Many times during the night, Ken gave his usual, “Great job runner!” as they came towards us or passed us. One said, “You must be a pacer – you’re too chipper!” Ken wanted to help everyone who seemed to need it and he did when he could catching up to me quickly as I plodded along.

We arrived at Hobart, about mile 56 and I sat for a few minutes despite Ken telling me not to. Ensure and broth and I was on my way again. Made it to the top of Marlette and began the descent in to Tunnel Creek.  Ken tried to get me to run the easy downhill and I was able to shuffle a few steps. It was not pretty. I so wanted to run and had so expected that I would be able to on this section.

Arrived in Tunnel Creek for the fourth time and I sat to drink Ensure and broth. John, Lon and Robert greeted me and asked how I was doing. I put on a good face and we chatted about my chances of getting around the Red House Loop in time. I put on my Altras to see if I could save my feet, but I didn’t notice a difference and realized it was probably too late at this point. As we descended in to the Red House loop, I saw Leslie coming out. She was at least 2 hours ahead of me and looked great. She would go on to finish sub-30 hours and second in our age group. It gave me hope to see her, but I could feel her energy was strong and in comparison to mine, I was no where near that.

We walked the Red House Loop and arrived back at Tunnel Creek, 6.3 miles and 3 hours later. Slow is hardly the word for it. My legs were spent. I sat. I was only 30 minutes ahead of the cutoff to leave TC. John and Lon squatted down in front of me to be with me. I told them about my painful quads and how every step was a knife. Lon massaged my left leg and found a huge knot at the top. He asked me what I had been eating all day. I told him fruit, Ensure, about one S-Cap an hour. He shook his head sadly and said that I probably needed salt, S-Caps were often not absorbed properly. I knew that, but the truth was now really beginning to hit home. He got up and came back with a potato covered with about a ¼ tsp of salt and told me to eat it. It tasted good. It was then that I realized I had not had any real salty food all dayexcept some broth. No potato chips, no pretzels, no potatoes. AND, despite my instructions to my crew to ask me to eat potatoes with salt at aid stations, I had refused their offers at every aid station.

It was 3:53 am when John told me I had about 10 minutes to leave Tunnel Creek. The tears came briefly as I realized in my heart of hearts that I could not possibly finish. Anger. Saddness. Relief.  Disappointment. Even embarrassment. I had two choices: drop and wait out an agonizing few hours of disappointment at Tunnel before I could get driven out, or continue to move forward knowing full well I would be fairly miserable and I would drop for certain at Diamond. I chose the latter knowing I wanted to give everything I had. The race would have to quit me. I was not going to quit.

I sat there for a few moments struggling with this choice, as John and Lon stayed with me not encouraging me either way. Then I said let’s go. Ken handed me my pack and I stood up and began to walk. John said something like, “you’re a brave lady”, and “you have a lot of courage” as I walked in to the darkness. So this is what courage is, I thought.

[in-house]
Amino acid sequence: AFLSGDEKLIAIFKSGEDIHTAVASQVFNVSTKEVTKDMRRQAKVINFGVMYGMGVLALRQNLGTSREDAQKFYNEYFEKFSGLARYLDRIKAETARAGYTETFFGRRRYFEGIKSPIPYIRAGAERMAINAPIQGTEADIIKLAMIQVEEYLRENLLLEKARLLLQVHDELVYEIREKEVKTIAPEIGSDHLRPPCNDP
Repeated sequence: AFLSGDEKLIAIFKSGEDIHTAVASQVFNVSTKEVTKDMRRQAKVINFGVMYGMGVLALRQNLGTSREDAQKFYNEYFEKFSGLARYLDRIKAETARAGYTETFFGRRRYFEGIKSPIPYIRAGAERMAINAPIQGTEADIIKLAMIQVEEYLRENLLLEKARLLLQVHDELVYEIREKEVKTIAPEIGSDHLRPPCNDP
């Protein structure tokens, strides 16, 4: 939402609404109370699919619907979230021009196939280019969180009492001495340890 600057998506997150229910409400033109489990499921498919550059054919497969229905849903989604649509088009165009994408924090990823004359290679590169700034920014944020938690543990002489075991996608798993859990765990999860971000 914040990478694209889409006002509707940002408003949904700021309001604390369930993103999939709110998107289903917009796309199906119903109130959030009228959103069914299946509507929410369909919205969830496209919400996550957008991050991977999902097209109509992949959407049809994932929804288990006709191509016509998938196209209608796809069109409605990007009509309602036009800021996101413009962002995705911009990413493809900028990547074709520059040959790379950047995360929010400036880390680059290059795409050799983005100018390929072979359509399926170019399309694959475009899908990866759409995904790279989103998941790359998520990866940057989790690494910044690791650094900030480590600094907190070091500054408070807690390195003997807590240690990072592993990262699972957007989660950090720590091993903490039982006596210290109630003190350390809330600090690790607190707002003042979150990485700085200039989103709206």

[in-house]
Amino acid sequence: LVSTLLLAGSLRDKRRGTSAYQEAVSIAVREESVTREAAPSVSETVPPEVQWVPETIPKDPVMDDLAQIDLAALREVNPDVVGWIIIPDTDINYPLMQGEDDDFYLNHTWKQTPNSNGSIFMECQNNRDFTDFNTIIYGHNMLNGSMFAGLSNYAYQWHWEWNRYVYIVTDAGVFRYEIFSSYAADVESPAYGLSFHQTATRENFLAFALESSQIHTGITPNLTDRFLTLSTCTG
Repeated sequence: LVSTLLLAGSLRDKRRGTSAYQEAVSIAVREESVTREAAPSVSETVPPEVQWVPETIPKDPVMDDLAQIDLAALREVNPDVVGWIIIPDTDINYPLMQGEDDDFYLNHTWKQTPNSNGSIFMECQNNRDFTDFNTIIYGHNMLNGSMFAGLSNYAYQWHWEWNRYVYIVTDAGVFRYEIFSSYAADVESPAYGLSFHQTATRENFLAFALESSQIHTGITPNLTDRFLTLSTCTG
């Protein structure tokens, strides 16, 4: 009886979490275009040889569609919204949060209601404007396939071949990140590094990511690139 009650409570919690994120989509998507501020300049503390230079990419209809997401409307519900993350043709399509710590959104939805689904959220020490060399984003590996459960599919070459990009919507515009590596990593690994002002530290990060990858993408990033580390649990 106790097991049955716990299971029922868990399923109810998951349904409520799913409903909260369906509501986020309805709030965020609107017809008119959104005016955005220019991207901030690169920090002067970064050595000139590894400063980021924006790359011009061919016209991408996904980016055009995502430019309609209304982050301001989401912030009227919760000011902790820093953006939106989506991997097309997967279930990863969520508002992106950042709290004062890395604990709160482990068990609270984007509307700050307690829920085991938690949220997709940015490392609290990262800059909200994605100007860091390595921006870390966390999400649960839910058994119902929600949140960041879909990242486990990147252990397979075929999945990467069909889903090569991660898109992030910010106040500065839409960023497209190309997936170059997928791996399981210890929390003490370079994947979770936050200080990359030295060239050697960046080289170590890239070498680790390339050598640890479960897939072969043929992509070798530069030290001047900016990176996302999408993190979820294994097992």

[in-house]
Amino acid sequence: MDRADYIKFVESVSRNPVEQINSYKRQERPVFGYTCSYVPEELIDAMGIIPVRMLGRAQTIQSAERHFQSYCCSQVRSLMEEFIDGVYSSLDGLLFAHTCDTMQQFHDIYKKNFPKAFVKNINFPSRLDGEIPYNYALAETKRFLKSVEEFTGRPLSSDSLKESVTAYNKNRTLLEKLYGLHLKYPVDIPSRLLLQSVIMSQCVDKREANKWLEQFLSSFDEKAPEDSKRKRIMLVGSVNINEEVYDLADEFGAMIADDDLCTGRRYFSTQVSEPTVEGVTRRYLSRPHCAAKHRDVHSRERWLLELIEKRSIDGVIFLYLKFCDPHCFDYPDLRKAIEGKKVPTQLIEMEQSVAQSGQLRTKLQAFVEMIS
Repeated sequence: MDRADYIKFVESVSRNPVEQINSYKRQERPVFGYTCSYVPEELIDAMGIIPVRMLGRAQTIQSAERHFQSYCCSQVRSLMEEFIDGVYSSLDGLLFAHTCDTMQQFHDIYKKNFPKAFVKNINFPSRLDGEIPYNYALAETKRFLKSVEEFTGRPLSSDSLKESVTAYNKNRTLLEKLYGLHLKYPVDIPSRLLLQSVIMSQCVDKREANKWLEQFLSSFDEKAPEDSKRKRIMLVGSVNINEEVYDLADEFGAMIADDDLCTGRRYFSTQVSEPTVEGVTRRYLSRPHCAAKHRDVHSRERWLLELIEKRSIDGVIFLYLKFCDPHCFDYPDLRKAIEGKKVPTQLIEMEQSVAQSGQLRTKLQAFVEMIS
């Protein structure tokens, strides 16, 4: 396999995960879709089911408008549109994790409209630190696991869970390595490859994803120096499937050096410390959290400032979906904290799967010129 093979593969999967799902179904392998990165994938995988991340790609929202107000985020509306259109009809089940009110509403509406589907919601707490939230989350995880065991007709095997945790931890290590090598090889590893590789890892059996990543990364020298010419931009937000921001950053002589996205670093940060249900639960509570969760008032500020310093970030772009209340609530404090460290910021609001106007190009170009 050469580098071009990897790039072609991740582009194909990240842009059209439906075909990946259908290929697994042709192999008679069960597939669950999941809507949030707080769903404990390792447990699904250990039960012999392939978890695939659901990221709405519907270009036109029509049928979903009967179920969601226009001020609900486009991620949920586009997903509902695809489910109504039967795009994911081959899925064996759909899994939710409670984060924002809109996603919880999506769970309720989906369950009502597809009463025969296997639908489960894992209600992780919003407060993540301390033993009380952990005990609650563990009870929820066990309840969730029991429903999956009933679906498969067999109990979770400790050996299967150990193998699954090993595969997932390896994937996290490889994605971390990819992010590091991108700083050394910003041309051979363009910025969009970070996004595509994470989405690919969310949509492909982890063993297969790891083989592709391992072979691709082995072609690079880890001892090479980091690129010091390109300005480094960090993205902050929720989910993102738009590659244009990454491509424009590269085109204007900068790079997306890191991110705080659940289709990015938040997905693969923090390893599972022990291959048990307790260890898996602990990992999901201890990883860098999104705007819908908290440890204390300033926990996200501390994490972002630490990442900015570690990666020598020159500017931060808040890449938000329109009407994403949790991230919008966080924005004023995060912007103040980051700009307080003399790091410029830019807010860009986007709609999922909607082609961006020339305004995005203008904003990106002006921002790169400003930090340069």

Arrived at the Bullwheel aid station as the night became day and a volunteer had just crawled out of his tent to greet us. I still had about 8 miles to go to Diamond Peak. My race was over and Ken and I both knew it. We just weren't saying so. We should have taken a left turn and walked the 2 miles down the mountain, but it didn’t occur to us to shorten the agony so we continued on the trail. The sweeps caught us before we got to the top of Mt. Rose and, at my request, they followed us at a respectful distance cleaning the course. Ken called my crew with an update and they began to hike up to meet us. They met us with about 4 miles to go. Carol, Ron, my dad and Dave greeted us with warm smiles, high energy and laughter. I was thankful for their words of congratulations and encouragement instead of the somber looks of pity and sympathy that I imagined would be on their faces. Carol was thoughtful to bring me some hiking poles to help relieve the downhill pressure on my screaming quads.

And finally, it was over in the parking lot at Diamond Peak: 80 miles with the last 15 hours of just my will moving me forward.

So what did I learn? Two critical amateur errors cost me the finish.

1) The longest run I did in my Skechers was 34 miles and that was only 4 weeks before the race. I failed to notice that they are more flexible in the rear foot than my Altras. My feet weren’t strong enough for the more flexible shoe. I had violated a basic rule in running – never, ever change something that close to a race (I didn't think it was that close, but this was 100 miles, not a 50K!) and even more basic, always progress gradually with any kind of change. Not taking the time to run many miles in a shoe over several months of training (I had less than 100 miles in them) and thinking they would be good on my feet for 100 miles in 35 hours was a mistake.